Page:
Particles of desire ready to form
I am in the process of preparing an application for PhD programs in linguistics. The biggest question that I need to answer, in order to move forward with it and also to write in the statement of purpose, is what I want to research and why. I knew I have this lump of desire for it, but I have been struggling to see the shape of it clearly. It’s still a cluster of particles getting ready to become a planet. I decided to read and watch materials on people who do linguistic research, hoping that they will provide some ideas to reflect on. Why do others research linguistics and why do they pursue doctorate degrees?
What PhD programs entail
The first video I watched is Things about a PhD nobody told you by Laura Valadez-Martinez on TEDxLoughboroughU. Dr. Valadez-Martinez shared pieces of truth and advice that she picked up during her PhD program that she didn’t know before lauching into it. Fortunately I already knew most of them after going through a master’s program myself and having witnessed a PhD candidate’ life close by. But I could imagine that many people do not know about these before they enter a PhD program. Graduate school throws new types of challenges that students haven’t experience in other environments. It was true for me and other members of my cohort. We were shocked and overwhelmed by its rigor, let alone a PhD program.
There was a period of time that I was afraid of pursuing a doctorate degree because I knew how intense it is and how much work it entails. However, I’ve come to peace with it over time. My success in writing a master’s thesis and defending it along with all the joy (and pain) that I felt in each stage of that journey made me feel confident that not only I can do a doctorate degree but also I might be able to enjoy it. Of course I will suffer, but that is part of the package. You can get that much joy out of it because of the level of the challenge. My experience of master’s program also taught me a lesson that I will use for my doctorate program: build and use your own support system and a self-care routine. Sitting with my computer for many hours of transcribing my recorded data, writing drafts, and editting them, I learned that I will need a companion animal if I ever do this again: a dog, a cat, a rabbit, a pig, any living and sentient being that I can interact with and feel accompanied when I’m doing my solitary work at home.
The joy of connecting with people
This is one of my biggest joys in life: connecting with people. When I earned the grant to travel to Korea to interview people for my master’s thesis research, I was so focused on how to do it right, I didn’t know what to expect in terms of my own experience. It turned out I greatly enjoyed it. I love meeting people in general, and my interviewees were mostly people that I already had a relationship with but haven’t seen for awhile. The interviews gave me a chance to talk with them one-on-one, which was a rare case for relatives because we usually gather as a group. Also the goal of capturing the speech of my interviewees allowed me to focus on what they had to say instead of what I wanted to tell them. I got to really listen to them and they got to really express what’s on their mind.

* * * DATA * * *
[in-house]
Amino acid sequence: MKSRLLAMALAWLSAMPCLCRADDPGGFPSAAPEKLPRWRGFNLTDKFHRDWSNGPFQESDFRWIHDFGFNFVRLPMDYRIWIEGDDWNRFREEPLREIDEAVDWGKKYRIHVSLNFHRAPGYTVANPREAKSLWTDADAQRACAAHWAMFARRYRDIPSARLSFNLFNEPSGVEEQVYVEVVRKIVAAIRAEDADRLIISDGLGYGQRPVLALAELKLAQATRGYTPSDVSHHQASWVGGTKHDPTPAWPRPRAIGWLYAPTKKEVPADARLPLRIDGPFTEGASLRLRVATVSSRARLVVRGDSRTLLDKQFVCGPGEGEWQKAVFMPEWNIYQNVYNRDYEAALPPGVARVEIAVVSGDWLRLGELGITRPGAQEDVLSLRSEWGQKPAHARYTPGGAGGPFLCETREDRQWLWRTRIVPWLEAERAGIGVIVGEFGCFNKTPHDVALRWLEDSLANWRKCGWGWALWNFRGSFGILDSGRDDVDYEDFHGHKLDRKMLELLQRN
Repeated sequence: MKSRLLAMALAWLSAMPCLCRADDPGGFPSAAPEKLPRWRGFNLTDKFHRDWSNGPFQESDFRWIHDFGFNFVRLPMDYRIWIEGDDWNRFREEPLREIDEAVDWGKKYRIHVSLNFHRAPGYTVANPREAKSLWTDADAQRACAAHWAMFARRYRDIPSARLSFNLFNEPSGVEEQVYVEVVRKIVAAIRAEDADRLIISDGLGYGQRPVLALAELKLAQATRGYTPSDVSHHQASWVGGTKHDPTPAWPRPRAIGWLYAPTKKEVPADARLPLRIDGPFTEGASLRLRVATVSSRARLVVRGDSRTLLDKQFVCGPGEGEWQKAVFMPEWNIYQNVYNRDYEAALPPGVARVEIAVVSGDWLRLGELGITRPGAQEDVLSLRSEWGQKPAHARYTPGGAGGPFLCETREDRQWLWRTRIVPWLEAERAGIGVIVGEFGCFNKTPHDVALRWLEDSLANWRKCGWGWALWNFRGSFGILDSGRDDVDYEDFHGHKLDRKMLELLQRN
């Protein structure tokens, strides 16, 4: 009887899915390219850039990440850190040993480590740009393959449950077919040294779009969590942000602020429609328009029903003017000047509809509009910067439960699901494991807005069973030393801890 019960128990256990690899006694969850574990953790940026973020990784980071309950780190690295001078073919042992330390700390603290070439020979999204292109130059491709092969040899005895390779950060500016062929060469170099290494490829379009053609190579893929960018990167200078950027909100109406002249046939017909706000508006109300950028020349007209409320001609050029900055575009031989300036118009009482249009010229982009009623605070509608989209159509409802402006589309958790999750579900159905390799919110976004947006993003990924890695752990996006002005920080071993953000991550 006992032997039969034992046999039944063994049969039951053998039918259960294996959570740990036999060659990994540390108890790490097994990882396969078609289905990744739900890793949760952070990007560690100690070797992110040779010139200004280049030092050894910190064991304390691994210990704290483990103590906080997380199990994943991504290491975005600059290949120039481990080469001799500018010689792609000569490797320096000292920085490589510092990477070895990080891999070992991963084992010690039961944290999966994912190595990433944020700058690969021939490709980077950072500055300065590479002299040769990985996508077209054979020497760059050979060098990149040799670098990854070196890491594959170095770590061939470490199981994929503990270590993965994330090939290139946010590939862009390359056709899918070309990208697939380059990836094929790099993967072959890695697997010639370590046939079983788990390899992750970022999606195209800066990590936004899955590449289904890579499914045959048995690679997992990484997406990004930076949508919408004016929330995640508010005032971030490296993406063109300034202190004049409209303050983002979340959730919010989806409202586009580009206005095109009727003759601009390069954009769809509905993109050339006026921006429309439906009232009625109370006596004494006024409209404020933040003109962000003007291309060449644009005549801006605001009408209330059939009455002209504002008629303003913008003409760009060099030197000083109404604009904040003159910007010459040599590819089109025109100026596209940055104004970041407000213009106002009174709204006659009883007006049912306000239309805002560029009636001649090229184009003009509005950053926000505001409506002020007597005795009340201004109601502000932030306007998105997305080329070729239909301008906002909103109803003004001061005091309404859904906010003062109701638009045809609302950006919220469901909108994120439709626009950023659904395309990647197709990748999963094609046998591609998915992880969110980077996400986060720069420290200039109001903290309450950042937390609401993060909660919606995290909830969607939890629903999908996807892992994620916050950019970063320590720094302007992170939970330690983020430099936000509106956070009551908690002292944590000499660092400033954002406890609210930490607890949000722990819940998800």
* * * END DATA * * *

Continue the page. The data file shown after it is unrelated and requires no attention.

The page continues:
This joy of spending time with my interviewees and listening to their stories was revived when I started transcribing. I was reliving those moments of honest talks, laughters, and exchanges of thoughts and feelings during my interviews. The tast of transcribing 25+ interviews, at least an hour long each, was daunting at the beginning; however, it became an experience that I enjoyed more than I had feared.
In The Joy of Sociolinguistic Fieldwork, Dr. John R. Rickford at Stanford University shares his experience similar to mine. His interviewees were not from his personal relationships, but he built relationships with them, which is indeed one of his tips for sociolinguitic fieldwork: Treat them like human beings that you would interact with authentically, not just as a source of data; enjoy the visits and accept their offers of connecting more such as conversations outside interviews, foods or drinks; be aware of who else is in the interview space since they might influence the comfort level and authenticity of the interviewee; and help out in the community you are entering for your research. These are all very useful tips that I can relate to looking back at my fieldwork experience. Interviewees are people. They want to know you enough to trust you with their stories, and that takes time and effort.
I’m slowly shaping ideas on what I want to research in my PhD program: something related to linguistic imperialism; how it is damaging to South Koreans and how they are resisting it. I’m already excited by the idea that I might be able to go into the community and meet these people who are resisting: people who are thriving and celebrating their own language in the face of colossal invasion of English. Oh yes, I’m going to pursue a doctorate degree in sociolinguistics.